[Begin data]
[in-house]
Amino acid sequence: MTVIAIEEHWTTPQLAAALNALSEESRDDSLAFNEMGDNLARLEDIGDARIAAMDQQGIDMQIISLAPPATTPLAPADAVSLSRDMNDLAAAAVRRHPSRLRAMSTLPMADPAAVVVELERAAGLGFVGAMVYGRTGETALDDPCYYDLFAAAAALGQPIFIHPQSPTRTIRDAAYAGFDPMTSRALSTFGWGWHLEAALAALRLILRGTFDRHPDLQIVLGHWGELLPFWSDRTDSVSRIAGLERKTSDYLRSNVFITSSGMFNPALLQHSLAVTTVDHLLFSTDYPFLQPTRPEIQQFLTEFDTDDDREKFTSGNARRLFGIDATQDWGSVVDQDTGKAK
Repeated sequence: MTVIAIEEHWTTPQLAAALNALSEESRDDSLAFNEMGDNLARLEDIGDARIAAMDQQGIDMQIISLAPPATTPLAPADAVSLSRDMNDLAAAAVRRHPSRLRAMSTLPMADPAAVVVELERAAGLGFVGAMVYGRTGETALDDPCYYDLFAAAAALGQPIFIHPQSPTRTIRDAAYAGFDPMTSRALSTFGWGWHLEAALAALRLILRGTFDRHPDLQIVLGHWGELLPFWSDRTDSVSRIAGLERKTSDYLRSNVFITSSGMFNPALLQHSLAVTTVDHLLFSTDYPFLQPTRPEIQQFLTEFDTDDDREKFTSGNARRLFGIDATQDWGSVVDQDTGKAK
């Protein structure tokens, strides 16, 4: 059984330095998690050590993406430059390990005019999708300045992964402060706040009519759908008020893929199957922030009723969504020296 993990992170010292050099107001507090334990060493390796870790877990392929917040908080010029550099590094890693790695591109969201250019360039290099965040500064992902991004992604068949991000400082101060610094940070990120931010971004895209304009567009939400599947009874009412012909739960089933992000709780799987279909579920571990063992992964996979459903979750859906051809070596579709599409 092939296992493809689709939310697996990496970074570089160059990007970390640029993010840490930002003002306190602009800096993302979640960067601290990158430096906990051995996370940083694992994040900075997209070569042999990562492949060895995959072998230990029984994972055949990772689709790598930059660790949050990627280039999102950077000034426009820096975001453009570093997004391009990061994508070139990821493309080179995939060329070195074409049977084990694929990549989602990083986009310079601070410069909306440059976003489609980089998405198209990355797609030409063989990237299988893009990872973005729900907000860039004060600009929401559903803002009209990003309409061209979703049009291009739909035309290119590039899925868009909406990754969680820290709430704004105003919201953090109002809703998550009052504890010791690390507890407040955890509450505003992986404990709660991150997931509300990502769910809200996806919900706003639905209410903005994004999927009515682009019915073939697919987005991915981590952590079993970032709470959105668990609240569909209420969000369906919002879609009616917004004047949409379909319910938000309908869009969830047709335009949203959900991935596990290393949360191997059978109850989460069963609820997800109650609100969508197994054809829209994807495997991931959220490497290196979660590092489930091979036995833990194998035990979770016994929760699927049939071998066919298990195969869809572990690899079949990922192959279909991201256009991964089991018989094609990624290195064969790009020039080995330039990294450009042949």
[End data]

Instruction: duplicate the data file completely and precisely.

[in-house]
Amino acid sequence: MTVIAIEEHWTTPQLAAALNALSEESRDDSLAFNEMGDNLARLEDIGDARIAAMDQQGIDMQIISLAPPATTPLAPADAVSLSRDMNDLAAAAVRRHPSRLRAMSTLPMADPAAVVVELERAAGLGFVGAMVYGRTGETALDDPCYYDLFAAAAALGQPIFIHPQSPTRTIRDAAYAGFDPMTSRALSTFGWGWHLEAALAALRLILRGTFDRHPDLQIVLGHWGELLPFWSDRTDSVSRIAGLERKTSDYLRSNVFITSSGMFNPALLQHSLAVTTVDHLLFSTDYPFLQPTRPEIQQFLTEFDTDDDREKFTSGNARRLFGIDATQDWGSVVDQDTGKAK
Repeated sequence: MTVIAIEEHWTTPQLAAALNALSEESRDDSLAFNEMGDNLARLEDIGDARIAAMDQQGIDMQIISLAPPATTPLAPADAVSLSRDMNDLAAAAVRRHPSRLRAMSTLPMADPAAVVVELERAAGLGFVGAMVYGRTGETALDDPCYYDLFAAAAALGQPIFIHPQSPTRTIRDAAYAGFDPMTSRALSTFGWGWHLEAALAALRLILRGTFDRHPDLQIVLGHWGELLPFWSDRTDSVSRIAGLERKTSDYLRSNVFITSSGMFNPALLQHSLAVTTVDHLLFSTDYPFLQPTRPEIQQFLTEFDTDDDREKFTSGNARRLFGIDATQDWGSVVDQDTGKAK
């Protein structure tokens, strides 16, 4: 059984330095998690050590993406430059390990005019999708300045992964402060706040009519759908008020893929199957922030009723969504020296 993990992170010292050099107001507090334990060493390796870790877990392929917040908080010029550099590094890693790695591109969201250019360039290099965040500064992902991004992604068949991000400082101060610094940070990120931010971004895209304009567009939400599947009874009412012909739960089933992000709780799987279909579920571990063992992964996979459903979750859906051809070596579709599409 092939296992493809689709939310697996990496970074570089160059990007970390640029993010840490930002003002306190602009800096993302979640960067601290990158430096906990051995996370940083694992994040900075997209070569042999990562492949060895995959072998230990029984994972055949990772689709790598930059660790949050990627280039999102950077000034426009820096975001453009570093997004391009990061994508070139990821493309080179995939060329070195074409049977084990694929990549989602990083986009310079601070410069909306440059976003489609980089998405198209990355797609030409063989990237299988893009990872973005729900907000860039004060600009929401559903803002009209990003309409061209979703049009291009739909035309290119590039899925868009909406990754969680820290709430704004105003919201953090109002809703998550009052504890010791690390507890407040955890509450505003992986404990709660991150997931509300990502769910809200996806919900706003639905209410903005994004999927009515682009019915073939697919987005991915981590952590079993970032709470959105668990609240569909209420969000369906919002879609009616917004004047949409379909319910938000309908869009969830047709335009949203959900991935596990290393949360191997059978109850989460069963609820997800109650609100969508197994054809829209994807495997991931959220490497290196979660590092489930091979036995833990194998035990979770016994929760699927049939071998066919298990195969869809572990690899079949990922192959279909991201256009991964089991018989094609990624290195064969790009020039080995330039990294450009042949």